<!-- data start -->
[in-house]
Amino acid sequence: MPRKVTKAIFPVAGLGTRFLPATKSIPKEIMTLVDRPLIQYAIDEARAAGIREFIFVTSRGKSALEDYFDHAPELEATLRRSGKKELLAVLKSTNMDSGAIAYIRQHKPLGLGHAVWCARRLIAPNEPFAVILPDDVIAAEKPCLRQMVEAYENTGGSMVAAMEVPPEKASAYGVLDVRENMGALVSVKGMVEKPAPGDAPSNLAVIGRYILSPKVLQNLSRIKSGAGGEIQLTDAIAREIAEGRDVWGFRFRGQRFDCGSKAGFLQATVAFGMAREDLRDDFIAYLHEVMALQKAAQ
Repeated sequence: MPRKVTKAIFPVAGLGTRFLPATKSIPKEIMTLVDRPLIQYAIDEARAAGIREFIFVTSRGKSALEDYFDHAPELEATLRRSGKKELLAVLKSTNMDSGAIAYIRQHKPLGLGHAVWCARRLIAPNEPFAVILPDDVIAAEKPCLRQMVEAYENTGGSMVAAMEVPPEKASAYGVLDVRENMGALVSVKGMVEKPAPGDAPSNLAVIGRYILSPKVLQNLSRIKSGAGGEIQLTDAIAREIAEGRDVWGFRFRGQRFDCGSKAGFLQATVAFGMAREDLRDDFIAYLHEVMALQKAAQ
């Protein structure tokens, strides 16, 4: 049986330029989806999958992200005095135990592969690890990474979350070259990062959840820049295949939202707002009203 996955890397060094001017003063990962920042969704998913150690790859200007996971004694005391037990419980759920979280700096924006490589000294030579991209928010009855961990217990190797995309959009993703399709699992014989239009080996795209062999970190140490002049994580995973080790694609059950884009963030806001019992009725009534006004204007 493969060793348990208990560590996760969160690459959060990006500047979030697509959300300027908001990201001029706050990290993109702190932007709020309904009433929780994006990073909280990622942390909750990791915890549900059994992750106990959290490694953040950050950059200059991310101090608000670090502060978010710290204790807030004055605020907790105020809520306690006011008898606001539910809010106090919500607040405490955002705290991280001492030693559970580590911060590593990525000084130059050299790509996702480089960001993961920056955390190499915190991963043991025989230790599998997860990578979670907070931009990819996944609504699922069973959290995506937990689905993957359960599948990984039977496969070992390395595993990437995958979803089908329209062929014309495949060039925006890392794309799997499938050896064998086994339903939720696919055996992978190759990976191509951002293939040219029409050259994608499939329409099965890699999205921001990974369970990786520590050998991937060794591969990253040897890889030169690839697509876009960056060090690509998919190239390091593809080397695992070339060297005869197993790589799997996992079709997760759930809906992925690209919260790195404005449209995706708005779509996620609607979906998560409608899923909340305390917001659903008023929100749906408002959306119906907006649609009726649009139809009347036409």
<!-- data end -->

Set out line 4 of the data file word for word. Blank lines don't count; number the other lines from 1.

């Protein structure tokens, strides 16, 4: 049986330029989806999958992200005095135990592969690890990474979350070259990062959840820049295949939202707002009203 996955890397060094001017003063990962920042969704998913150690790859200007996971004694005391037990419980759920979280700096924006490589000294030579991209928010009855961990217990190797995309959009993703399709699992014989239009080996795209062999970190140490002049994580995973080790694609059950884009963030806001019992009725009534006004204007 493969060793348990208990560590996760969160690459959060990006500047979030697509959300300027908001990201001029706050990290993109702190932007709020309904009433929780994006990073909280990622942390909750990791915890549900059994992750106990959290490694953040950050950059200059991310101090608000670090502060978010710290204790807030004055605020907790105020809520306690006011008898606001539910809010106090919500607040405490955002705290991280001492030693559970580590911060590593990525000084130059050299790509996702480089960001993961920056955390190499915190991963043991025989230790599998997860990578979670907070931009990819996944609504699922069973959290995506937990689905993957359960599948990984039977496969070992390395595993990437995958979803089908329209062929014309495949060039925006890392794309799997499938050896064998086994339903939720696919055996992978190759990976191509951002293939040219029409050259994608499939329409099965890699999205921001990974369970990786520590050998991937060794591969990253040897890889030169690839697509876009960056060090690509998919190239390091593809080397695992070339060297005869197993790589799997996992079709997760759930809906992925690209919260790195404005449209995706708005779509996620609607979906998560409608899923909340305390917001659903008023929100749906408002959306119906907006649609009726649009139809009347036409």